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SOSC 1000 - Final Exam Study Guide (Comprehensive)

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York University
Social Science
SOSC 1000
Terry Conlin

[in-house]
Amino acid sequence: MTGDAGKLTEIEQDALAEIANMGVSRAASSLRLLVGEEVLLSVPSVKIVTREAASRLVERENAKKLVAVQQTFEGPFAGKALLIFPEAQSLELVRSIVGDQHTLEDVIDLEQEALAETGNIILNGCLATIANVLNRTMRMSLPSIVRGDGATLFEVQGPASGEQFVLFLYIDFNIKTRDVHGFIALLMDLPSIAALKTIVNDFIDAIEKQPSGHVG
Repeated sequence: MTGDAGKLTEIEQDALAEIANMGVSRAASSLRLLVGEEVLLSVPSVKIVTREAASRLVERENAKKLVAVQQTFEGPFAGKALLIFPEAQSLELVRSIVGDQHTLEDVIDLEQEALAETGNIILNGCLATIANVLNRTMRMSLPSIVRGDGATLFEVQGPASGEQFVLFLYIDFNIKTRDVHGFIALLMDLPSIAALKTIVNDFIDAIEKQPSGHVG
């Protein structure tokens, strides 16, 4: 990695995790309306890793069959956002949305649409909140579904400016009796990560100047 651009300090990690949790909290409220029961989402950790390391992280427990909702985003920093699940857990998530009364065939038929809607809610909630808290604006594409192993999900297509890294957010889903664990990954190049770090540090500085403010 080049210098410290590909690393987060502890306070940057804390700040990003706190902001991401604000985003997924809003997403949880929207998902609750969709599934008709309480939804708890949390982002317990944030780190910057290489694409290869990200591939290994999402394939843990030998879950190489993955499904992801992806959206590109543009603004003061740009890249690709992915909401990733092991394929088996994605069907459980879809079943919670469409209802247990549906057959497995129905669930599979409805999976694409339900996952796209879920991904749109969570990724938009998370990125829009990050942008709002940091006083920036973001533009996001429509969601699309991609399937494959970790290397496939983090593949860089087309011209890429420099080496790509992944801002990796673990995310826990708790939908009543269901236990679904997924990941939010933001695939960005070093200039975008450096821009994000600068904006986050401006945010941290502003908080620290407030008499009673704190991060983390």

SOSC 1000 – Exam Study Guide April 2013 Final Exam Study Compilation All the information below is informed by readings and lectures of 2012/2013. The study questions are completed to the best of my understanding at the current time; however, there may still be some mistakes/gaps. If you find any errors, please contact me so I can make the respective changes immediately. Thanks for your support, and best of luck in the exam! Part A – Define and State Significance of Five of the Following Concepts 1. The Fur Trade In pre-confederation times, the British and the indigenous peoples of North America engaged in a trade system to benefit both parties. As discussed in lecture, the natives would trade various types of furs, predominantly beaver; and the British traded European manufactured goods and tools such as guns. This trade was made possible mainly through, as Innis highlights, a dependence on indigenous technologies like the “canoe”. Throughout the latter half of the trade, marked around the 17 century, the British and Aboriginals “half-breed” descendants were very important. These people secured the native technological advantage, as well as the European industrial view. As romantic as this trade system appears at first glance, the relationship was exploitive to both the Indians and the environment because, as Innis highlights in the readings, it was treating the environment as a staple. Consequentially, the indigenous culture experienced a major shift, being forced to adopt modernity and commercialize their skills around the new fur industry. Additionally, they were subject to the influence of European culture, drastically changing their original heritage. Innis underlines that the Indians had an insatiable appetite for the European goods. Similarly, the new staple economy the fur trade created was exploitive to the environment. By hunting the animals, predominantly the beaver, at ever increasing rates, the beaver during the 17 century nearly completely disappeared in Canada. On the other hand, as Innis highlights, good things such as accessibility, transportation and communal knowledge were shared with the creation of the staple economy in Canada. These new features in Canada helped to expand the country to find new staples. Ultimately then, through the fur trade, the Indians and their culture were fundamental to the growth of Canadian institutions, but carried some exploitive consequences, both to the indigenous peoples and the environment. Key Concepts – Exploration  Colonization  Exploitation, Staple Economy, Expansionist Paradigm 1 SOSC 1000 – Exam Study Guide April 2013 2. Luddism In tutorial, we discussed the notion that “control technologies”, a concept introduced by Ursula Franklin, are not neutral. Unlike others, control technologies are used by elite classes to influence the majority, identifying an underlying class conflict. Examples include substituting software for employees and shortening and simplifying production and distribution process. Luddism then, is the belief that technological change is not beneficial for society, because technology is not neutral and creates a system of upper class domination over the working class. As Noble highlights, this worldview was adopted by the working class from 1811 to 1817 in response to a sewing “power loom” technology with no economic purpose, only control related. Fundamentally then, this world view is contradictory to the visions of a techno paradise many had during this era, as Rifkin underlines, because it permits the creation and separation of social classes. Luddism is further significant because it highlights the conflicting ideologies of classes in society. Because the technologies have been successfully invoked and have not received any further large scale revolts, we can see that the dominant class won the ideological war. Nowadays, Rifkin underscores that the name Luddite, referring to a follower of luddism ideology, is used as a derogatory insult against someone who may oppose development. This goes to show how enveloped the paradigm of technological development is in our society, disallowing us from thinking otherwise. Key Concepts – Class Control and Marxism, Counter Ideologies, Control and Prescriptive Technologies 3. Race as a Social Construct Augie Fleras when identifying race in our culture, highlights that, just like animals, we as humans all belong to the same species, no matter what variations there are in our physical appearances. Likewise, in lecture, the documentary “Skin Deep: The Science of Race”, underlined that there are no inherent genetic differences from people across the globe. Thus, at the most scientific basis, race does not exist. If there is no scientific basis then the notion of race must be created by society, and, as stated in the documentary be used by dominant groups in society to divide ethnic groups into rankings of inferior and dominant. “The Bell Curve” as Gould highlights, is an excellent example of this exact ranking method. In summary, it states that some races are inherently more intelligent, yet ignores other important social factors. The implications of this academic racism would mean the systemic slashing of social programs for those minorities that are ranked as inferior. This would further create, as discussed in lecture, a self-fulfilling prophecy in which the marginalized group acts as they are perceived to be. Thus, academic work similar to the bell curve, created by dominant societal groups, 2 SOSC 1000 – Exam Study Guide April 2013 is used to dehumanize the “others” in society with no actual scientific basis. The notion of race then is inherently oppressive to the marginalized groups of society. Yes there are physical differences between many people of different ethnic origins, but to as the documentary states, use these characters to define a “race” and rank these races is absurd. Key Concepts – Social Construct, Racism, Science following an Ideology, ”Othering”, 4. Violent Masculinity The documentary “Tough Guise” by Jackson Katz, seen in lecture and discussed in tutorial, introduces the idea that strength, power and violence are male characteristics that are influenced by the media. These images, seen through the roles of cowboys, gangsters and athletes, force males, especially marginalized ethnic populations who have a difficult time fitting into society, to adopt a “mask of invulnerability”. This mask removes any emotional attributes associated with femininity, also socially constructed, that would make the male seem any less powerful. Michael Moore identifies the implications of such a mask in his comical journal, “The End of Men”, including violent acts such as road rage, in which the male must reveal his aggression to resolve problems. Additionally, the media, through movies such as slasher, sexualize the violence, degrading the female as a person. Also, Katz parallels the action figures of past and present to the masculinity of males. Simply, in recent years, action figures have become increasingly muscular, underlining their physical power. In contrast, women have become increasingly to the representations of a perfect female. Ultimately, this dominant perception that males must be tough reflects an underlying patriarchal ideal, in which violence is intrinsically related to power. Thus, males, however specifically presented in the media, must adopt a “tough” mask to be accepted into society, for fear of being gendered a female, for not showing violent characteristics. Key Concepts – Social Construct, Gendered Roles, Patriarchal Ideology 5. Caregiver Role In lecture, Professor Conlin and Andrea O’Reilly both identified that the caregiver role is a fundamental aspect of a female’s life in the modern domestic world. The woman in this society is ideally supposed to provide all basic needs of the family including, sustenance, psychological and elder care. Additionally, the woman must care for her children, which, as Hays highlights, has become increasingly prominent in society today. Ultimately, these occupations listed are considered worthy for a woman to undertake, yet, as society perceives, pale in comparison to the males work and their input to the economy. Thus, reflecting the patriarchal ideology of society in which women 3 SOSC 1000 – Exam Study Guide April 2013 are only a male’s subordinate figure. Hays further argues that these create cultural contradictions, “dual demands” for a woman who wants to also have a career because she must perform traditional woman roles, and her traditional male role. Additionally, the oppression of women in the society, because they cannot excel in careers, underlines this conflict of powers within society. Key Concepts – Social Construct, Gendered Jobs, Unpaid Work, Gender Gap (Equality), Patriarchy 6. Intensive Mothering Unlike the caregiver role, intensive mothering involves the persistent participation of the mother in all activities associated around the kid’s childhood. This role was introduced after the Second World War, in an effort to remove females from the workplace to make room for the returning males. Contrasting to before, post-war propaganda was aimed at convincing women that it was their obligation to return home and take care of their kids. Interestingly enough, they also received much “scientific” evidence proving the childcare centers as demoralizing for their young children and were creating them into young deviants. Also, family wages of males in the workforce permitted more families to have a mom at home. In the late 80s, the transition to intensive mothering was complete, as O’Reilly underlines with now excessive time and money being spent on the children. Simply, intensive mothering has removed traditional childhood because of this now “militarized” institution of child rearing. As a general overview, intensive mothering represents the cultural construction of, as Rich identifies, the institution of motherhood. This set of guidelines for mothering reflected in intensive mothering underlines the oppressive gendered work of the woman and patriarchal ideals. By changing the role of a female in society, males could claim dominance once again over the work force. Additionally, this role of mothers is a middle class North American luxury, as those in the working class cannot afford to spend time with their kids. This notion highlights that ideologies reflect the culture in which they are birthed, which is what we discussed in tutorial. Therefore, when analyzing the social process, we can uncover the underlying ideology that created, in this case, the institutional process of intensive mothering. Key Concepts – Mothering vs. Motherhood, Childhood, Women in the Workplace, Patriarchy, Oppression of the perceived subordinate gender in society 7. The Death of Birth The death of birth Hawken defines in his review of “Ecology and Commerce”, as simply the effect of Humanity causing the extinction of life on 4 SOSC 1000 – Exam Study Guide April 2013 earth because of exceeding the carrying capacity of the environment. Hawken analogizes this using a picture of weeds growing through the road. Simply, these weeds represent the staples of the economy, non-diverse and with short life cycles, that are inherently exploitive to the environment; the road represents the economy. Thus, resonating with Innis’ staple argument, he argues the economy disallows for anything but weeds, which is invariably interlinked with the environments exploitation. This conflicts with the indigenous world view as Hughes highlights, where the land is their life and livelihood. In lecture, the documentary “The Winds that Keep Blowing” uses the James Bay project to illustrate the death of birth. By creating basins of water, and changing natural currents, animals such as the beluga whale face an imminent threat of extinction. Therefore Hawken’s definition of the death of birth reflects an exploitive economy. The notion that humanity, especially the western world, is exceeding its carrying capacity reveals the minute amount of say the environment has in the dominant neo-liberal society. The trajectory of society will not change unless the structural problems are resolved. Thus, the structures of society are seen through the death of birth to increase the effect on the environment of humanity. Key Concepts – Carrying Capacity, Staple Economy, Exploitation, Capitalism, Environmentalism 8. Sustainable Development As defined in lecture when reviewing the “Our Common Future” report, sustainable development is simply meeting the economic needs of the present without compromising the ability of future generations to provide their needs. In Hawken’s analysis of Ecology of Commerce, he defines a sustainable development in relation to a market economy as one based off efficiency, unlike the analogy he derives of weeds. In his analogy he illustrates the image of weeds growing through a paved road. The road represents the economy, and the weeds represent the exploitive staple consumption. He argues that to embrace sustainable development, we must develop a sustainable economy that permits this; diverse and fundamentally not exploitive to the environment. As discussed in tutorial, sustainable development invariably requires a sacrifice of consumption, as we are currently using more than our environment can sustain. The indigenous peoples of North America, as Hughes highlights, are an example of sustainable development. Valuing important aspects of collective ownership, treatment of the environment as an interconnected life force, the indigenous people have a relatively small impact on the environment in comparison to 5 SOSC 1000 – Exam Study Guide April 2013 colonial methods. Sustainable development is an important concept to social science, as it highlights the inherent contradictions within our current economic structure. Additionally, it highlights that the environment within the economy is oppressed, similar to females in the economy, simply because it is not counted within the country’s value. Key Concepts – Economy & Ecology, Capitalism, Wealth vs. Capital, Dominant Ideology, Environment as a Unit of Economic Structure 9. The Bell Curve The Bell Curve is a book written in 1994 that is one of the most controversial examples of academic racism. The authors, as Gould reviews in his critique, divide races based on IQ level. This method of analysis most importantly fails to identify social variations between populations. These variations include education, poverty, and language barriers. Thus, this blatantly racist research disguised as science presents a narrow view, organizing populations into inferior and dominant. The documentary presented in lecture, “Skin Deep: The Science of Race”, identifies that, similar to “The Bell Curve”, the primary function of racial analysis is to divide groups and organize in a ranking system. As mentioned in lecture, the implications of this research for policy in society are also all but equal. If this research was accepted by society, social programs for poverty reduction would simply be removed, as in the economy’s eyes; there is no purpose in educating and helping the groups in society who inherently won’t contribute to the status quo. Fundamentally then, this research is oppressive, highlighting an elitist ideological background. Key Concepts – Academic Racism, Race as a Social Construct, Systemic Oppression of Marginalized Groups 10. The 1969 White Paper Proposed by Trudeau government, the 1969 White Paper was created in an effort to create individual equality by uniting the indigenous peoples of Canada with Canadian society. As mentioned in lecture, abolishing the Indian Act, and with it the Indian status of many aboriginals, the White Paper was opposed by all status Indians. Simply put, the Indian Act did a better